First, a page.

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Mainstream Political Leaders Denounce Attacks on Christian Minority


13 January 2004

A large number of Iraqi intellectuals and politicians have called upon Islamic religious leaders, the Iraqi Governing Council, other party leaders and the Coalition Authorities to prevent Shi'a Muslim groups attacking Christians.


A call by more than 200 mainly Muslim intellectuals and political leaders from Iraq to stop attacks on Christians and cease forcing women to wear the veil was published on Sunday 4 January on the Arabic website Elaph [1].The call was directed at Muslim clerics, the Iraqi Governing Council and the Coalition Authorities. They specifically called upon Islamic religious leaders to issue fatwas forbidding such "atrocious crimes against humanity and the Islamic [sic] religion".

The declaration said "horrific" crimes had been committed against women in forcing them to wear the veil, but worst of all was the "terrorising of our Christian brothers", intimidating them to become Muslims. It drew attention to the fact that Christians had lived in Iraq for two thousand years and had contributed greatly to the region's civilisation, both before and after the coming of Islam.

Shi'a militant groups which bear names such as God's Vengeance and Hezbollah have been subjecting the Christian community in Iraq to a relentless series of attacks as reported by Barnabas Fund over the last half year

These bold calls by over 200 key Iraqi intellectual and political figures are a welcome move for the country's Christians, acknowledging the problems they are facing and calling for change.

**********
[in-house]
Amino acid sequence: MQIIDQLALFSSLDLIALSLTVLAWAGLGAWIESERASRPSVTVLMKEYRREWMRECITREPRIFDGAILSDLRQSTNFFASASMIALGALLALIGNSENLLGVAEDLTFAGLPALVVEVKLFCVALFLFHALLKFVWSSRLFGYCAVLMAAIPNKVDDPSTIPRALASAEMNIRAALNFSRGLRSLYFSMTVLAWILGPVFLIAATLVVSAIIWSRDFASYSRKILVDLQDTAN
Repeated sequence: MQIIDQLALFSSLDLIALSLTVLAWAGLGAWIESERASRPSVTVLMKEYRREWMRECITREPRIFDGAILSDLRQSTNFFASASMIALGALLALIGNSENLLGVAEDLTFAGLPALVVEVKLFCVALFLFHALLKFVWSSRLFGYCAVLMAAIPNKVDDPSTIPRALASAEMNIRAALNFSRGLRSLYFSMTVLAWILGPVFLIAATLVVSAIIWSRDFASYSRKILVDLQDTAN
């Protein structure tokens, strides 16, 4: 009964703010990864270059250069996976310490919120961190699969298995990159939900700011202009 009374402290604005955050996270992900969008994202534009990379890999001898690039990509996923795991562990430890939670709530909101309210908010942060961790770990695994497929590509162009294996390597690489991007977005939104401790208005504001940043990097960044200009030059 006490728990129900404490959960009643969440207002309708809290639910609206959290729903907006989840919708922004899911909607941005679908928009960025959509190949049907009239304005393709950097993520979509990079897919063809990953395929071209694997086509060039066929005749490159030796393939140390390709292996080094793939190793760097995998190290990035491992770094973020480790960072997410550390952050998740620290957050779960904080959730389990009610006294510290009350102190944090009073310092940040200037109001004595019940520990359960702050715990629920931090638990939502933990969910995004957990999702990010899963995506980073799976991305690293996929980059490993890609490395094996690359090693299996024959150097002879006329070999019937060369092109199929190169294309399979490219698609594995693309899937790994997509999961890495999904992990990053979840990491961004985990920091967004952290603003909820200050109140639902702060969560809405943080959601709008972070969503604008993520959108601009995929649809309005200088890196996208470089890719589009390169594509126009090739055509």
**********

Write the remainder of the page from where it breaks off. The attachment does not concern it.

Iraqi church leaders have also been speaking out against the increasing persecution Christians are now suffering. Bishop Al-Qas said that missiles were launched against a convent in October of last year, and that Christians have received death threats, with many fleeing from Basra. He attributed this to the greater freedom that "Muslim fundamentalist" groups now have. The new head of the Chaldean Church, Patriarch Emmanuel III, has also been outspoken in his fears. He said that Muslims and Christians had lived side by side for "countless years in love and charity", but that they were now subject to attacks from extremists coming in from Saudi Arabia and Iran. He added that if legislation is enacted according to Islamic law, Christians will suffer. He stressed that they would have no prospects if the new Iraqi constitution was Islamic and that American intervention would be the only way to avert such an outcome.

The Iraqi Governing Council have nearly finalised a transitional constitution that would have Islam as one of its sources of law, but not the sole one. Freedom of religious practice for non-Muslims and equal rights for women would be guaranteed. This is another welcome sign. It remains to be seen whether Iraq's conservative Shi'a community would accept such a constitution.

 

[1] http://www.ankawa.com/cgi-bin/ikonboard/topic.cgi?forum=55&topic=6